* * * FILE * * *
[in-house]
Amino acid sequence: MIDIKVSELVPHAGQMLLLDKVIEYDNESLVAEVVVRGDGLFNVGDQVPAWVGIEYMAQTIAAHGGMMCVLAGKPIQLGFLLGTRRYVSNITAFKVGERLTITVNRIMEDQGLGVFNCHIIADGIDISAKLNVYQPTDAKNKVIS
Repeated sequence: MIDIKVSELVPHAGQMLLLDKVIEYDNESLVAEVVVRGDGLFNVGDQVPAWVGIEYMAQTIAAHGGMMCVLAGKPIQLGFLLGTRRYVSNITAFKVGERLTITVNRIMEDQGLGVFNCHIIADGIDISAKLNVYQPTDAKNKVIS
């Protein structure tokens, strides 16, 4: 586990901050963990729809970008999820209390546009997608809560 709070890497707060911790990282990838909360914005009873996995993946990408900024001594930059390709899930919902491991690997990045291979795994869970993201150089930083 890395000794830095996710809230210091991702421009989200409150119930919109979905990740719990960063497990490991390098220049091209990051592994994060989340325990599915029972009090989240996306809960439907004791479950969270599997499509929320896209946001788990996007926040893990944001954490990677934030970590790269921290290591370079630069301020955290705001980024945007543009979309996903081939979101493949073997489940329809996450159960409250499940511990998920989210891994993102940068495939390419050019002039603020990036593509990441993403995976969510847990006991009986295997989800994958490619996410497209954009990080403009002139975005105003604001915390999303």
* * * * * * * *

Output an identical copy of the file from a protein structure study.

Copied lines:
[in-house]
Amino acid sequence: MIDIKVSELVPHAGQMLLLDKVIEYDNESLVAEVVVRGDGLFNVGDQVPAWVGIEYMAQTIAAHGGMMCVLAGKPIQLGFLLGTRRYVSNITAFKVGERLTITVNRIMEDQGLGVFNCHIIADGIDISAKLNVYQPTDAKNKVIS
Repeated sequence: MIDIKVSELVPHAGQMLLLDKVIEYDNESLVAEVVVRGDGLFNVGDQVPAWVGIEYMAQTIAAHGGMMCVLAGKPIQLGFLLGTRRYVSNITAFKVGERLTITVNRIMEDQGLGVFNCHIIADGIDISAKLNVYQPTDAKNKVIS
């Protein structure tokens, strides 16, 4: 586990901050963990729809970008999820209390546009997608809560 709070890497707060911790990282990838909360914005009873996995993946990408900024001594930059390709899930919902491991690997990045291979795994869970993201150089930083 890395000794830095996710809230210091991702421009989200409150119930919109979905990740719990960063497990490991390098220049091209990051592994994060989340325990599915029972009090989240996306809960439907004791479950969270599997499509929320896209946001788990996007926040893990944001954490990677934030970590790269921290290591370079630069301020955290705001980024945007543009979309996903081939979101493949073997489940329809996450159960409250499940511990998920989210891994993102940068495939390419050019002039603020990036593509990441993403995976969510847990006991009986295997989800994958490619996410497209954009990080403009002139975005105003604001915390999303």